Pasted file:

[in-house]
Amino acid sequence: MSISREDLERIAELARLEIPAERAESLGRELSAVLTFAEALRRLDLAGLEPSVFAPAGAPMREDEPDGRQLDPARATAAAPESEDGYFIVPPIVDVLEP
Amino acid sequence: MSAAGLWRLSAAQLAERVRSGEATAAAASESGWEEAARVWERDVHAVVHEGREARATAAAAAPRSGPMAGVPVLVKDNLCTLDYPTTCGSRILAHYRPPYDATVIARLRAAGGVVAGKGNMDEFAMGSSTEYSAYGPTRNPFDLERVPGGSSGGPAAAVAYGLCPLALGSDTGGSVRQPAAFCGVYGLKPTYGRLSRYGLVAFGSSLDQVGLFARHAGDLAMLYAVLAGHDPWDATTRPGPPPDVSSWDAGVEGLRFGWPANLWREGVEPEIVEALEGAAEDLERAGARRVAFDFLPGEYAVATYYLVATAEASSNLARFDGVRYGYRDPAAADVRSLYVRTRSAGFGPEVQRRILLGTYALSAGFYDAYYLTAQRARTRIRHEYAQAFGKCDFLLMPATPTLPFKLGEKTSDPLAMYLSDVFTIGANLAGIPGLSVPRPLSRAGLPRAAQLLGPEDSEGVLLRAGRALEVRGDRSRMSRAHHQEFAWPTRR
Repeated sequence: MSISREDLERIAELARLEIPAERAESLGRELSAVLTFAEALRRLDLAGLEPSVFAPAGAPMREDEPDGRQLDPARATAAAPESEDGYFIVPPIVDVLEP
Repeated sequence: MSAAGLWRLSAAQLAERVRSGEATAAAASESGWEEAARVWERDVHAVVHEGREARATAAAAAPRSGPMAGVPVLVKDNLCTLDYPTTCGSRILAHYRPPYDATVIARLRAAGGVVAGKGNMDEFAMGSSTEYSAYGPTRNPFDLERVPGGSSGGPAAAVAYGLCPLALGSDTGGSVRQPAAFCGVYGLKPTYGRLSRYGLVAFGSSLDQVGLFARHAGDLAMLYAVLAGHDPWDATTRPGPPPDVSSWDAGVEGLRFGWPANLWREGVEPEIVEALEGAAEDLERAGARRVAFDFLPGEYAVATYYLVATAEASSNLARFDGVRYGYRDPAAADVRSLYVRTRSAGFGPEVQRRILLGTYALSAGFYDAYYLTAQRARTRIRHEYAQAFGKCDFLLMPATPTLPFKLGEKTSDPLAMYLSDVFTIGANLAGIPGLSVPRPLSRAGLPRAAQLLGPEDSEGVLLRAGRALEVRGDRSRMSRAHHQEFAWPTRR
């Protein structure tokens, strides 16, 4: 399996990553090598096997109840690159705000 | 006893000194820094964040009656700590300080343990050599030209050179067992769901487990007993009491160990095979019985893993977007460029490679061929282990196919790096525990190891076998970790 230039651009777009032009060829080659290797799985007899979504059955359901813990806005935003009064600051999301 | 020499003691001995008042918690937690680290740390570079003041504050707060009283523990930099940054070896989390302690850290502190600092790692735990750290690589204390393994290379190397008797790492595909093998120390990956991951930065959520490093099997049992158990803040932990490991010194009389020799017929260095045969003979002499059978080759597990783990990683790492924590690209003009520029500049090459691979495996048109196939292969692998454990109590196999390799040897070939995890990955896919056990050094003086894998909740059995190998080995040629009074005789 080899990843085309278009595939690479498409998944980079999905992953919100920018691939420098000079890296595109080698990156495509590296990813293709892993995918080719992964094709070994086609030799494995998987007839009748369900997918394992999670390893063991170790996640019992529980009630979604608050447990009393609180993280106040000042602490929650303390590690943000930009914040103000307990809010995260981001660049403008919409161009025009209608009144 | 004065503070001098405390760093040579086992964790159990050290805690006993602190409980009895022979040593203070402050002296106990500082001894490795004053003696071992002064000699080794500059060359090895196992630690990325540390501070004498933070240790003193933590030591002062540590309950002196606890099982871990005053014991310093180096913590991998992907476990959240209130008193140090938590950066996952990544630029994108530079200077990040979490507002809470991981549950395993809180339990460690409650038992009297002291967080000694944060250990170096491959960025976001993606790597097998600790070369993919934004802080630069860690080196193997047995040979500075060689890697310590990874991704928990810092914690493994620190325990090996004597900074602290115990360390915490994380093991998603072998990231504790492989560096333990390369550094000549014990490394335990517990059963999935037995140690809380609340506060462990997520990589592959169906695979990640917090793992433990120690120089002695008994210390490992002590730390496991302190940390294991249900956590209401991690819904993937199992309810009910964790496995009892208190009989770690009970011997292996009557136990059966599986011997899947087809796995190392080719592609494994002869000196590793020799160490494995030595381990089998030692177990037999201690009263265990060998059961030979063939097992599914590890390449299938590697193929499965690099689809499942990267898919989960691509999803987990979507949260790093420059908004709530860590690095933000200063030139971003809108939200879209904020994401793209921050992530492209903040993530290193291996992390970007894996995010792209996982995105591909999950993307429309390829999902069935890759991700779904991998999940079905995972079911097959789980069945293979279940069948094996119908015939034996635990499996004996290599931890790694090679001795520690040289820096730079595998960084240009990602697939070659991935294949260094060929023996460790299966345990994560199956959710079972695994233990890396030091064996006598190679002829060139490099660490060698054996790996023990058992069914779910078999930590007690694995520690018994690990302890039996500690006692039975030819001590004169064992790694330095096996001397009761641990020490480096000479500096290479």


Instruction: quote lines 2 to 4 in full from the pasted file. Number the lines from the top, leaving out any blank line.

Amino acid sequence: MSISREDLERIAELARLEIPAERAESLGRELSAVLTFAEALRRLDLAGLEPSVFAPAGAPMREDEPDGRQLDPARATAAAPESEDGYFIVPPIVDVLEP
Amino acid sequence: MSAAGLWRLSAAQLAERVRSGEATAAAASESGWEEAARVWERDVHAVVHEGREARATAAAAAPRSGPMAGVPVLVKDNLCTLDYPTTCGSRILAHYRPPYDATVIARLRAAGGVVAGKGNMDEFAMGSSTEYSAYGPTRNPFDLERVPGGSSGGPAAAVAYGLCPLALGSDTGGSVRQPAAFCGVYGLKPTYGRLSRYGLVAFGSSLDQVGLFARHAGDLAMLYAVLAGHDPWDATTRPGPPPDVSSWDAGVEGLRFGWPANLWREGVEPEIVEALEGAAEDLERAGARRVAFDFLPGEYAVATYYLVATAEASSNLARFDGVRYGYRDPAAADVRSLYVRTRSAGFGPEVQRRILLGTYALSAGFYDAYYLTAQRARTRIRHEYAQAFGKCDFLLMPATPTLPFKLGEKTSDPLAMYLSDVFTIGANLAGIPGLSVPRPLSRAGLPRAAQLLGPEDSEGVLLRAGRALEVRGDRSRMSRAHHQEFAWPTRR
Repeated sequence: MSISREDLERIAELARLEIPAERAESLGRELSAVLTFAEALRRLDLAGLEPSVFAPAGAPMREDEPDGRQLDPARATAAAPESEDGYFIVPPIVDVLEP